Monday, March 10, 2014

Carefully Structuring Contracts with Staffing Agencies is Key to Complying with Complex Obamacare Regulations

This is an excerpt from Norbert Kugele and April Goff at Warner Norcross & Judd LLP.:
If your company uses temporary workers through a staffing agency, how you structure your agreement with the agency can make a significant difference in whether your company has to pay any penalties under the Affordable Care Act’s employer responsibility or “play or pay” provisions. 
When the play or pay regulations become enforceable in 2015, one of the complex questions many employers have to work through is: Who is responsible for providing coverage to workers obtained through a staffing agency? ... [T]hese workers pose special risks for employers because it is not clear who the IRS will treat as the common law employer. ... 
... [I]f you use a worker from a staffing firm for anything other than a short-term, temporary assignment, the IRS may very well view that worker as your common law employee. If your company is the common law employer, you must count that worker when determining if your organization is subject to the play or pay requirement and if it owes any penalties.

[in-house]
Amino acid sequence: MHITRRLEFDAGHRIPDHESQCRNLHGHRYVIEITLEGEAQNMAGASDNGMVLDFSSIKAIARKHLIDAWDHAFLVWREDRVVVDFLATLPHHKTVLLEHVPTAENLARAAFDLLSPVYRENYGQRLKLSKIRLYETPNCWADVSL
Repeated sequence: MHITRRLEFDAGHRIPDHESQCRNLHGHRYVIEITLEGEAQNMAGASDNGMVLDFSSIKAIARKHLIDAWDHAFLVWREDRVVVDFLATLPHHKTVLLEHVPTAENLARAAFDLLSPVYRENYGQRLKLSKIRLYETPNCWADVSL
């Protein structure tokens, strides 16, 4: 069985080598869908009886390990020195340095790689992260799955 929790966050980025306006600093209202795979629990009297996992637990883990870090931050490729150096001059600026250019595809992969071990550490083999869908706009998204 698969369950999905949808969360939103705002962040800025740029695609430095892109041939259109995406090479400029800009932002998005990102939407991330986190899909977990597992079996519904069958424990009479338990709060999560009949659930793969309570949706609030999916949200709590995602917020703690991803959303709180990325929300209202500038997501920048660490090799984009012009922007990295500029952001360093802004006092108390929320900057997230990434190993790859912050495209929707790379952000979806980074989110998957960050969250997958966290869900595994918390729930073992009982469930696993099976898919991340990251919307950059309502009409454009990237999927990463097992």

The consequences of mischaracterizing workers from staffing firms can result in sizeable penalties for multiple years. For example, if starting in 2015 you do not include workers from staffing firms in your counts but the IRS in 2018 audits you and concludes that such workers are your common law employees, the IRS will re-characterize these workers not only for 2018 but also for past years. Even if the IRS re-characterizes a relatively small number of workers each year, this could change prior year calculations of whether your organization has been offering coverage to at least the minimum threshold of full-time employees. ...